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Loose, What is a fool and how did you become one?

Loose: We all have a fool within us, I guess for me it was a path that seemed to leap into my way as opposed to another. I fell head first into the world of the fool around 6 years ago when I found myself in a room with Master Fool, Jonathan Kay and was totally drawn in by his playful spirit, the magic he created and the world he could draw an audience into. Before you knew it, I joined his Nomadic Academy of Fools and travelled and trained with him over the course of a year. The best short description of a fool I heard was ‘speaks the truth through humour’, both of which are things I seek in my life and so it was a natural step. The fool is always just behind my left ear (!?) waiting to jump out when it feels like the time is right. When I look back over my life I can see how the fool was always with me and it’s a powerful, playful and eye-opening world to continue to explore. The clown and the fool are different beasts and during ‘Being Light’ I will give a taster into both of these worlds; playfulness is a connection between the two. Something people often fear is that they will be expected to be funny within this work – humour is a part but playfulness can manifest in many ways and the objective is never to make jokes or be the next Russell Brand!

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Why did you want to work together and combine these two disciplines?

Loose: In part, Amisha and I have come together for ‘Being Light’ as we’re old friends and wanted to have the chance to work together. If I dive in deeper, as I see it, the two disciplines work together through three things – flexibility, healing and freedom. Yoga and the playful world of the clown and fool are both empowering practices, can become a way of life and can teach us many things about ourselves and the world around us.

Amisha: I have long been interested by Loose’s work, having seen her in action over the years running games nights, hosting fabulous charity talent shows and running The Village Hall at festivals. I have always admired the playful quality and courageous heart that she has, and if I am being honest, I used to take myself far too seriously. I opened up a lot for myself in 2012 when I did stand up comedy and shaved my head for charity. It led me on a much lighter path in my own life and lay down the ground to becoming a yoga teacher. I have encountered Jonathan Kay, and became very interested in The Fool. I feel that the world of play has a huge amount to offer anyone on the yogi path, and that Loose is a great facilitator to hold this space. As we got together and started to plan the Being Light experience, I was blown away by how the different activities we have planned will compliment each other. I think it will be a truly unforgettable adventure.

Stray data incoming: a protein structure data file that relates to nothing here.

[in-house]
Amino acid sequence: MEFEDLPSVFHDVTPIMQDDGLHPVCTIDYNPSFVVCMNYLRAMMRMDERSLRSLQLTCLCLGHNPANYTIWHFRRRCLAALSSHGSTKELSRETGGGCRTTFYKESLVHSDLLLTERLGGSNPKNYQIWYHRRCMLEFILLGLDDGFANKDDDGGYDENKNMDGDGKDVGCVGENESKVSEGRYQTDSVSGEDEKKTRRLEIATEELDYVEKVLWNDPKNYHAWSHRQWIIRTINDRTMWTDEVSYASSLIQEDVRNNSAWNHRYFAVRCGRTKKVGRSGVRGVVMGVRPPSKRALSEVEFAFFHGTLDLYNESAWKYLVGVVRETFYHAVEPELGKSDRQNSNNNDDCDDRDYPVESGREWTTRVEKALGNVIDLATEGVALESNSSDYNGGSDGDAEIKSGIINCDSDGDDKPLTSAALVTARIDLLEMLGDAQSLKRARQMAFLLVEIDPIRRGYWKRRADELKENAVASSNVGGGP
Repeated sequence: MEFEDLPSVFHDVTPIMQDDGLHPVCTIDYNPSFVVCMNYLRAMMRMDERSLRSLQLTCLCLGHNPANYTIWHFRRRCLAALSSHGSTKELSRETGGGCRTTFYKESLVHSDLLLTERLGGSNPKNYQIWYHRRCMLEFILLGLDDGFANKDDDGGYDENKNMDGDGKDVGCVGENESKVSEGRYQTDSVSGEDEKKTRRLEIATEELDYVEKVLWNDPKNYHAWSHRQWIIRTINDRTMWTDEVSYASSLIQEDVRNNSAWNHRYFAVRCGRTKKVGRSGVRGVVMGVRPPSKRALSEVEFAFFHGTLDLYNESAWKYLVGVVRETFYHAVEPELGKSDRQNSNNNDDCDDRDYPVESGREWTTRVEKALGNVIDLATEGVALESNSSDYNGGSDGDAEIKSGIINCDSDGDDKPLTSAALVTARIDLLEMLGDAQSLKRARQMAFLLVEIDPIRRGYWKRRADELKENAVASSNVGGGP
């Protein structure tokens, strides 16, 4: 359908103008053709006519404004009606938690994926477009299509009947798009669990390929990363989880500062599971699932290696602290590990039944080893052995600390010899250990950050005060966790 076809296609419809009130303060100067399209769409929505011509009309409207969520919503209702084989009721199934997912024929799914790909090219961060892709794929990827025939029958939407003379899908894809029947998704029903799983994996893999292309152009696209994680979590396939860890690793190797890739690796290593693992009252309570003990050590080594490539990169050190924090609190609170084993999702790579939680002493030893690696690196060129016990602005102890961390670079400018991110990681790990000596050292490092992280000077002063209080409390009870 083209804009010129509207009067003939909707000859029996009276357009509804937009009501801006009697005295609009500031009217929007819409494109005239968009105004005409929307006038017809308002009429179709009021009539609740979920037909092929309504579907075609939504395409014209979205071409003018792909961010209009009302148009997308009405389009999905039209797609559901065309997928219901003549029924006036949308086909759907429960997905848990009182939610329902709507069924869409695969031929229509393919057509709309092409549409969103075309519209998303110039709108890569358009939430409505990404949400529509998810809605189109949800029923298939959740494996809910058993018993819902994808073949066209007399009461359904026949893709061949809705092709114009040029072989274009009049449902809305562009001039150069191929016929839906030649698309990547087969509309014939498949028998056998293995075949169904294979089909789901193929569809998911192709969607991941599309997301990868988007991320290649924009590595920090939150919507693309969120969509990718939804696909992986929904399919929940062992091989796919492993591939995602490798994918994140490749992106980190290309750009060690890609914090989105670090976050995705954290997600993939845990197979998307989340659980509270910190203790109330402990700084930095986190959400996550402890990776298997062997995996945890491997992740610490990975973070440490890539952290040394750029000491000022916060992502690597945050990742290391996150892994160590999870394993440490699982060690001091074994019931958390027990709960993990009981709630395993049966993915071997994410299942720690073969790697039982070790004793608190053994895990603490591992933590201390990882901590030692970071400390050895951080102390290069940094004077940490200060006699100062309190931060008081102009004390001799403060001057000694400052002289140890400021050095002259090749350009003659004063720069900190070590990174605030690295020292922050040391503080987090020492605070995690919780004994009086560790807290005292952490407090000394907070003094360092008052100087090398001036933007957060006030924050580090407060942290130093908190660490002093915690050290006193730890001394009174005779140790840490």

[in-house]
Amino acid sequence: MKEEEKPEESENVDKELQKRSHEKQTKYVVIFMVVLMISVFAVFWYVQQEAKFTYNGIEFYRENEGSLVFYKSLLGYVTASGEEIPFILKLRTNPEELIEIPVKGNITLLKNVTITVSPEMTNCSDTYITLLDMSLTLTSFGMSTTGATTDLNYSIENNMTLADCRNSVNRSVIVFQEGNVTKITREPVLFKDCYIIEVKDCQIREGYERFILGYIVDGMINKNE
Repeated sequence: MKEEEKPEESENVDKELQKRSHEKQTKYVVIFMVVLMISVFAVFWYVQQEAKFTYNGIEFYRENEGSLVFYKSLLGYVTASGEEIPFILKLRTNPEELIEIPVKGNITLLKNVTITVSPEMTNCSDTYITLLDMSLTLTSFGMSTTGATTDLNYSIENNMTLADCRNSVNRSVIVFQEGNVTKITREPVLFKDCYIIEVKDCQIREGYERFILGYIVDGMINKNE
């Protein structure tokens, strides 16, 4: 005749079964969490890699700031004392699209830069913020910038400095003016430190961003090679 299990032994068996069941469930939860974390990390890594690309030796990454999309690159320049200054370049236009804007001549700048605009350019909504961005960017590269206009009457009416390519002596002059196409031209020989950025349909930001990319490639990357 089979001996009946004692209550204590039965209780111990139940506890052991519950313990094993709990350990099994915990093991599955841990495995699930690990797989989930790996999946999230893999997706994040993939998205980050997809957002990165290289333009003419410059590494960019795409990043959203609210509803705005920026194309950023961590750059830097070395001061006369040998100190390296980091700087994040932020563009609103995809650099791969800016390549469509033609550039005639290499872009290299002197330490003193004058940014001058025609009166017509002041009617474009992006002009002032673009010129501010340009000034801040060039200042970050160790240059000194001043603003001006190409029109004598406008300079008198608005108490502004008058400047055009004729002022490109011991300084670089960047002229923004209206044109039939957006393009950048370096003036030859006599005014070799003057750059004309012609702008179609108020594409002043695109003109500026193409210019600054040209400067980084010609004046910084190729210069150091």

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Why being light?

Loose: ‘Being Light’ seemed to sum up something about both yoga and play – to hold oneself and our experiences with a lightness, to create a lightness between your physical, emotional and spiritual bodies and being light is something that both Amisha and I would like to bring through our facilitation. Both of these practices can surface many things for people and can be a heart opening experience; so we hope to create a space where light can shine on these things and also keep a light buoyancy around whatever may arise so that things can flow in and out with a gentle ease.

Where does Wilderness come in? And what can we expect over the weekend?

Amisha: We both felt that including nature as a third element was really important. So we picked an incredible site to host the first Being Light. Wasing is deeply enchanting and has an ancient sacred forest and a beautiful lake. We will be spending time in the trees and wild swimming. We will learn to meditate, have morning and evening yoga sessions, an introduction to the art of the Fool and the clown, play sessions, dinner party games and a fancy dress feast! We will be nourished all weekend with veggie organic food, and there will be time to lie-in, rest and rejuvenate too. It’s more of a treat then a retreat.

Being Light will take place on June 5th-8th. Imagine a tiny festival in a cosy farmhouse.

For more information and to book your place, click this magical link.